21:28 GMT24 February 2021
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    Facebook-owned instant messaging app WhatsApp found itself surrounded by controversies as it rolled out a mandatory privacy policy notification for users to either accept or delete their accounts. The update said WhatsApp will be sharing user data like device location and contact details of chats shared on its “Business” app with Facebook.

    The Indian government has reacted to WhatsApp’s recently-released privacy policy with a strongly-worded letter, addressed to Will Cathcart, the global CEO of the instant messaging app.

    "[...] The new policy of WhatsApp proposes to share the metadata of users' chat with business accounts with other Facebook companies. It would create a honeypot of information about users with Facebook group which can create security risks and vulnerabilities for users", Indian news channel NDTV's website reported on Tuesday, citing anonymous sources familiar with the matter.

    Further, the letter raised concerns against the mandatory nature of the update that did not come with an “opting-out” feature.

    "Ministry further objects to the all-or-nothing approach of WhatsApp that forces users to accept the new service terms and privacy policies, without giving an option to the users to opt-out of this proposed change of integrating user data with other Facebook companies", NDTV quoted the letter written by India’s federal Ministry of Electronics and Information Technology (MeitY) as saying.

    The letter has reminded the Facebook-owned-app that India is its biggest market globally and that these new policies are “discriminatory” towards Indian users after reports from earlier last week claimed that WhatsApp was not asking European users to share their data. Over 400 million Indians use the app on a monthly basis.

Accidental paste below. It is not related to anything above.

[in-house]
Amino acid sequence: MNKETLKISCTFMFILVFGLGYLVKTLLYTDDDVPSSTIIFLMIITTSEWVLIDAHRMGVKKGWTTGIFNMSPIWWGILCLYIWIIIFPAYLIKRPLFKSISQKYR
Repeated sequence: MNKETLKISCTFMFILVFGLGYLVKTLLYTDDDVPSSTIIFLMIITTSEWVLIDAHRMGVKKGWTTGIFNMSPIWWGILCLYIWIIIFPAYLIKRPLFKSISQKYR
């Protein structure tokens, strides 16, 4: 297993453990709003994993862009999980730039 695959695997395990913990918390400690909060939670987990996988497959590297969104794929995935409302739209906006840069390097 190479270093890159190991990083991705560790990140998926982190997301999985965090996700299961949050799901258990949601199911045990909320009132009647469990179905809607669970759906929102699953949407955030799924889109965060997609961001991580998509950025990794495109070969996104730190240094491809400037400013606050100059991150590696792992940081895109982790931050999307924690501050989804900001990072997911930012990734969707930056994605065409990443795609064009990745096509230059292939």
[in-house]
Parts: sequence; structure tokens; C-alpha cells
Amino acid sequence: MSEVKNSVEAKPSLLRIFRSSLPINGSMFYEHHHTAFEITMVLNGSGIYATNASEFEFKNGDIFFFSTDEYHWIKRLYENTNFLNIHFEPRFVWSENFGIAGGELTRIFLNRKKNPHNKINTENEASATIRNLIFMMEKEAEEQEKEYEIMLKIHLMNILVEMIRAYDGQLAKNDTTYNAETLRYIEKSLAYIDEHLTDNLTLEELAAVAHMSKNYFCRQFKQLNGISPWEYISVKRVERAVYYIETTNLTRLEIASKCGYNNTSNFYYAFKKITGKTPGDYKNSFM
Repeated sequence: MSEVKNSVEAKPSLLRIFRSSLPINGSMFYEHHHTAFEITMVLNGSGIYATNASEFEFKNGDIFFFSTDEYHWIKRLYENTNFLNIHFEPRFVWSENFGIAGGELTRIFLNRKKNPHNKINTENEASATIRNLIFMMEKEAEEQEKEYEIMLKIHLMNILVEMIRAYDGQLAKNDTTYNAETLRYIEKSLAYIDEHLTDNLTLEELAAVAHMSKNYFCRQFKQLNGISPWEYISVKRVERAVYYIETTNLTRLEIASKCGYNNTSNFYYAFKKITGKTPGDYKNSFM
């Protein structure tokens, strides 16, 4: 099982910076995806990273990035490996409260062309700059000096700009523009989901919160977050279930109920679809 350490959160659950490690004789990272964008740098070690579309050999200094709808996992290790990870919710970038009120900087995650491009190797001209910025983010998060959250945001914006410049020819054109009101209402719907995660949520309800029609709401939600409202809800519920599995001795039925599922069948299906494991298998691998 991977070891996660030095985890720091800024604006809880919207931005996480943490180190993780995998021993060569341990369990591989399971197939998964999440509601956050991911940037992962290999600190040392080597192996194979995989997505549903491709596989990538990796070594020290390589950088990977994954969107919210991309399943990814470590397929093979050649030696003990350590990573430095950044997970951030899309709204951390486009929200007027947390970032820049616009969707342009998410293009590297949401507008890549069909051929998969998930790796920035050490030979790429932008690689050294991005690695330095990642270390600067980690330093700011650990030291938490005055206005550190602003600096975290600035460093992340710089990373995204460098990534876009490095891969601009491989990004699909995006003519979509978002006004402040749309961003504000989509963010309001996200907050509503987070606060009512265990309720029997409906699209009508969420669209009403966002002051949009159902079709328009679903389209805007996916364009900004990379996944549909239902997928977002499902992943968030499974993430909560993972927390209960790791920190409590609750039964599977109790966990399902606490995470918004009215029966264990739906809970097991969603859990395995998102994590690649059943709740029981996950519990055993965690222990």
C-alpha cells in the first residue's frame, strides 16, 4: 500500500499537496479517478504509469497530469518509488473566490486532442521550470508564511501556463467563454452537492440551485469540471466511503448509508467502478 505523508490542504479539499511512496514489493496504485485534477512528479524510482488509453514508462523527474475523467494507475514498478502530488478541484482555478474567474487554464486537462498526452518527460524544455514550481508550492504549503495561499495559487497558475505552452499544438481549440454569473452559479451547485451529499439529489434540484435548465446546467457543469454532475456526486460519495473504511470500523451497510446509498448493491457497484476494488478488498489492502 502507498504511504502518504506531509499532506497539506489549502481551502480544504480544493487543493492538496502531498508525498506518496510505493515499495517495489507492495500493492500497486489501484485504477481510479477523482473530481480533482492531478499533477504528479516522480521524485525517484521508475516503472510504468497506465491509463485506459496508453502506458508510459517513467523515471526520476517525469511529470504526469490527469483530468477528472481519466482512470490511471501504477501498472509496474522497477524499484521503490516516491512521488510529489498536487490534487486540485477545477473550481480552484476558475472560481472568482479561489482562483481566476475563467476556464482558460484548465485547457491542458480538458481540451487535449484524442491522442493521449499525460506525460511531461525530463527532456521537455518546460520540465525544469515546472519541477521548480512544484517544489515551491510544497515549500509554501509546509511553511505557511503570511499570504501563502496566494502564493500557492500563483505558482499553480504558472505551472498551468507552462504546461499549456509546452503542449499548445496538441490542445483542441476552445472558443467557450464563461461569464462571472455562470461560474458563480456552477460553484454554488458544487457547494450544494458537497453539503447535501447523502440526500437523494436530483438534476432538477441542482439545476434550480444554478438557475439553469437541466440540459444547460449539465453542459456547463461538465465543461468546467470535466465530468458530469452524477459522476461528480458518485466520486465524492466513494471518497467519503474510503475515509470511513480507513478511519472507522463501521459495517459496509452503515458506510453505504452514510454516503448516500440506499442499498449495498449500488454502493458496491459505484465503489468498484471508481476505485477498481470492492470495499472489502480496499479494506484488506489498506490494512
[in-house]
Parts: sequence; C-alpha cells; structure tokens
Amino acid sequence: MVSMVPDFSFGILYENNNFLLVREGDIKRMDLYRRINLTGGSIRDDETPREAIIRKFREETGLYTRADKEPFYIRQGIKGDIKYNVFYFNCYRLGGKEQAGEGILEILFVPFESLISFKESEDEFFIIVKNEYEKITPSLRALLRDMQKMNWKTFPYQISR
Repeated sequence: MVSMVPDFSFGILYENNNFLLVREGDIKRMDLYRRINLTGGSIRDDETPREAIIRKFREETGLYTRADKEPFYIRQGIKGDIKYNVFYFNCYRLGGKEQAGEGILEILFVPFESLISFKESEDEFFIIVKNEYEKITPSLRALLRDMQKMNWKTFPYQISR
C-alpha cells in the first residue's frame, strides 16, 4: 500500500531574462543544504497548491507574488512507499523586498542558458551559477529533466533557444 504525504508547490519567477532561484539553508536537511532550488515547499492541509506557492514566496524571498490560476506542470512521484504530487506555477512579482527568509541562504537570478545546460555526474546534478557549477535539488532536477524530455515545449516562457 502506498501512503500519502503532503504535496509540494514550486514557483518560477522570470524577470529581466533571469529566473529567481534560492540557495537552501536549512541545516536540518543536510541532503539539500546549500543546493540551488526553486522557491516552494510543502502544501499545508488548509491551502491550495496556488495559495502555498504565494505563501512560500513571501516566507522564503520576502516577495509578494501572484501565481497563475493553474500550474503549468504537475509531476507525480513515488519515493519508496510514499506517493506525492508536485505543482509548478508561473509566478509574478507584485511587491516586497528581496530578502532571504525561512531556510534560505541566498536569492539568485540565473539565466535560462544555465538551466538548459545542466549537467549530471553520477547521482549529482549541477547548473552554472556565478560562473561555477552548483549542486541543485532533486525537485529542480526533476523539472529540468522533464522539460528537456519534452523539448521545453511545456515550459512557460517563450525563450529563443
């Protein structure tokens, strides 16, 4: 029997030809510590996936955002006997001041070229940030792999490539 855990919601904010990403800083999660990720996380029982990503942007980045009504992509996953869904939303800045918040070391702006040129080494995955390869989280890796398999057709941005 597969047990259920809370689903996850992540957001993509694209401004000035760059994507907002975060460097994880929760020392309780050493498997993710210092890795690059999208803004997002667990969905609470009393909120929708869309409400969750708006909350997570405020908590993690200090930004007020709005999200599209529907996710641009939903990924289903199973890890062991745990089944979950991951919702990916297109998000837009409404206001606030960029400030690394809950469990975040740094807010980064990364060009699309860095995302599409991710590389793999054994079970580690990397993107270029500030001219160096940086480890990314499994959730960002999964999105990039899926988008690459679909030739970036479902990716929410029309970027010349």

A few days ago, WhatsApp dismissed rumours and clarified that its policies on data-sharing remain unchanged for European users.

    Along with the letter, the Indian government has sent WhatsApp a list of 14 questions around its privacy and data security concerns.

    These questions ask WhatsApp to detail the exact categories of data that it collects from users in India, the permissions and user consent sought by the app, and how each of these would be used.

    The letter from the Indian government reached WhatsApp just a day after the Delhi High Court said it is users’ voluntary decision to use or not use the app. 

    The Delhi High Court’s reaction came in response to a public interest litigation (PIL) filed challenging WhatsApp’s privacy policy and accusing it of attempting to violate users’ right to privacy under the constitution.

    As of now, WhatsApp’s official response to the letter by the Indian government remains awaited.

    Meanwhile, the platform has not only pushed back the enforcement of its policy update by three months against the backdrop of negative global reactions, it has also released official clarifications on its webpage. 

    The app, which claims to be in use by two billion people worldwide, has said that it does not share or store information such as call logs, message content, or locations shared privately between users in their chats.

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